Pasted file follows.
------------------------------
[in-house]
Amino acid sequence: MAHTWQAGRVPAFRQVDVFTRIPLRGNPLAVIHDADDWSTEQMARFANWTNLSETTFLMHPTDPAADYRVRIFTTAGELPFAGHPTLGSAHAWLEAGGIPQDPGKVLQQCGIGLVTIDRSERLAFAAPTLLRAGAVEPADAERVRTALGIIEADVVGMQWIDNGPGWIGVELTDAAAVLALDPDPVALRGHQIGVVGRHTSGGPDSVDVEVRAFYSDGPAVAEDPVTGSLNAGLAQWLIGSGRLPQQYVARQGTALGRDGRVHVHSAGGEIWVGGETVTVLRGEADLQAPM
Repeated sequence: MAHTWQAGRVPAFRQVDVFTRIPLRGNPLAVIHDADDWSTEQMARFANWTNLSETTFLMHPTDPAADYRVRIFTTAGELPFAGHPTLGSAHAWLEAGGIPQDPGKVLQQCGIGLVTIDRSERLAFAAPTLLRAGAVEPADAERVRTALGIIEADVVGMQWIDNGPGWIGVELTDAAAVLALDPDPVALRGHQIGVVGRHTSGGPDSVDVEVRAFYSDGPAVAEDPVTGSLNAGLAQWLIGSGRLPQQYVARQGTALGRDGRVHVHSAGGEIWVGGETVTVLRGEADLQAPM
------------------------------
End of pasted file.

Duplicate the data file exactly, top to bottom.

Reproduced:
[in-house]
Amino acid sequence: MAHTWQAGRVPAFRQVDVFTRIPLRGNPLAVIHDADDWSTEQMARFANWTNLSETTFLMHPTDPAADYRVRIFTTAGELPFAGHPTLGSAHAWLEAGGIPQDPGKVLQQCGIGLVTIDRSERLAFAAPTLLRAGAVEPADAERVRTALGIIEADVVGMQWIDNGPGWIGVELTDAAAVLALDPDPVALRGHQIGVVGRHTSGGPDSVDVEVRAFYSDGPAVAEDPVTGSLNAGLAQWLIGSGRLPQQYVARQGTALGRDGRVHVHSAGGEIWVGGETVTVLRGEADLQAPM
Repeated sequence: MAHTWQAGRVPAFRQVDVFTRIPLRGNPLAVIHDADDWSTEQMARFANWTNLSETTFLMHPTDPAADYRVRIFTTAGELPFAGHPTLGSAHAWLEAGGIPQDPGKVLQQCGIGLVTIDRSERLAFAAPTLLRAGAVEPADAERVRTALGIIEADVVGMQWIDNGPGWIGVELTDAAAVLALDPDPVALRGHQIGVVGRHTSGGPDSVDVEVRAFYSDGPAVAEDPVTGSLNAGLAQWLIGSGRLPQQYVARQGTALGRDGRVHVHSAGGEIWVGGETVTVLRGEADLQAPM